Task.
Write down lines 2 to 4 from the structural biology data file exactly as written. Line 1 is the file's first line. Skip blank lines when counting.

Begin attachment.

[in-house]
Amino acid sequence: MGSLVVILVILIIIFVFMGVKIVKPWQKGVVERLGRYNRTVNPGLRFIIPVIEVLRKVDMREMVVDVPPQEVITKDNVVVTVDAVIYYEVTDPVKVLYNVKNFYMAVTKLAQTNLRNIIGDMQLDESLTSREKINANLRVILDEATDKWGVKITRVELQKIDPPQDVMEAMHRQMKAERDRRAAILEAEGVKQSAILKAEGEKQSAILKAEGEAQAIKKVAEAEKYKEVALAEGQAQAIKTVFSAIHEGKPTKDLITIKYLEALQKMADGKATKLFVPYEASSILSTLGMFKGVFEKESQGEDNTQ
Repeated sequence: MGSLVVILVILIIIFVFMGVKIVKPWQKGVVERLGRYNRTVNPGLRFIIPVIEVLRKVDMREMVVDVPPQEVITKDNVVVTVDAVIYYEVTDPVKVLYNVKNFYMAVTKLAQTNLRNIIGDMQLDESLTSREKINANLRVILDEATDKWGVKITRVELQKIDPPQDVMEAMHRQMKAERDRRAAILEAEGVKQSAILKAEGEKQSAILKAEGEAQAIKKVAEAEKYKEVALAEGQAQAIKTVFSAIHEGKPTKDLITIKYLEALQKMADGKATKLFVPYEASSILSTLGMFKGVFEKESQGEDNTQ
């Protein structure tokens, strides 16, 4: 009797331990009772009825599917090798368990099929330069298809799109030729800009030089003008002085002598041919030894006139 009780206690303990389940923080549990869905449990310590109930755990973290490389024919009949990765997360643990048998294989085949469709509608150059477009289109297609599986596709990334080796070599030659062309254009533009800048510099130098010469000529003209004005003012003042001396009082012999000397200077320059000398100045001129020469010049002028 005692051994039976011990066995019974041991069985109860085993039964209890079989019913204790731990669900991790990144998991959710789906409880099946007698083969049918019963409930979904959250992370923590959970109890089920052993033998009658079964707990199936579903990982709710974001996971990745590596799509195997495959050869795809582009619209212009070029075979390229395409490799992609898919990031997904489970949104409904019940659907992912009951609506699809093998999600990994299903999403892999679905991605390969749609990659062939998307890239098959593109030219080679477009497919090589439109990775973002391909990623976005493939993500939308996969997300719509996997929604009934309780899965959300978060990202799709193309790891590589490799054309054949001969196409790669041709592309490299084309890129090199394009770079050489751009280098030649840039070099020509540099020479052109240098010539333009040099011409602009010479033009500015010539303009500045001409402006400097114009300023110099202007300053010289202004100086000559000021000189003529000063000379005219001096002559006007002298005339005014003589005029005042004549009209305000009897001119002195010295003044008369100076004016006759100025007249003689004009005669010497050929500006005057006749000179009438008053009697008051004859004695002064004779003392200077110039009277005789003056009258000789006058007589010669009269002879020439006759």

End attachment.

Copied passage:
Amino acid sequence: MGSLVVILVILIIIFVFMGVKIVKPWQKGVVERLGRYNRTVNPGLRFIIPVIEVLRKVDMREMVVDVPPQEVITKDNVVVTVDAVIYYEVTDPVKVLYNVKNFYMAVTKLAQTNLRNIIGDMQLDESLTSREKINANLRVILDEATDKWGVKITRVELQKIDPPQDVMEAMHRQMKAERDRRAAILEAEGVKQSAILKAEGEKQSAILKAEGEAQAIKKVAEAEKYKEVALAEGQAQAIKTVFSAIHEGKPTKDLITIKYLEALQKMADGKATKLFVPYEASSILSTLGMFKGVFEKESQGEDNTQ
Repeated sequence: MGSLVVILVILIIIFVFMGVKIVKPWQKGVVERLGRYNRTVNPGLRFIIPVIEVLRKVDMREMVVDVPPQEVITKDNVVVTVDAVIYYEVTDPVKVLYNVKNFYMAVTKLAQTNLRNIIGDMQLDESLTSREKINANLRVILDEATDKWGVKITRVELQKIDPPQDVMEAMHRQMKAERDRRAAILEAEGVKQSAILKAEGEKQSAILKAEGEAQAIKKVAEAEKYKEVALAEGQAQAIKTVFSAIHEGKPTKDLITIKYLEALQKMADGKATKLFVPYEASSILSTLGMFKGVFEKESQGEDNTQ
């Protein structure tokens, strides 16, 4: 009797331990009772009825599917090798368990099929330069298809799109030729800009030089003008002085002598041919030894006139 009780206690303990389940923080549990869905449990310590109930755990973290490389024919009949990765997360643990048998294989085949469709509608150059477009289109297609599986596709990334080796070599030659062309254009533009800048510099130098010469000529003209004005003012003042001396009082012999000397200077320059000398100045001129020469010049002028 005692051994039976011990066995019974041991069985109860085993039964209890079989019913204790731990669900991790990144998991959710789906409880099946007698083969049918019963409930979904959250992370923590959970109890089920052993033998009658079964707990199936579903990982709710974001996971990745590596799509195997495959050869795809582009619209212009070029075979390229395409490799992609898919990031997904489970949104409904019940659907992912009951609506699809093998999600990994299903999403892999679905991605390969749609990659062939998307890239098959593109030219080679477009497919090589439109990775973002391909990623976005493939993500939308996969997300719509996997929604009934309780899965959300978060990202799709193309790891590589490799054309054949001969196409790669041709592309490299084309890129090199394009770079050489751009280098030649840039070099020509540099020479052109240098010539333009040099011409602009010479033009500015010539303009500045001409402006400097114009300023110099202007300053010289202004100086000559000021000189003529000063000379005219001096002559006007002298005339005014003589005029005042004549009209305000009897001119002195010295003044008369100076004016006759100025007249003689004009005669010497050929500006005057006749000179009438008053009697008051004859004695002064004779003392200077110039009277005789003056009258000789006058007589010669009269002879020439006759």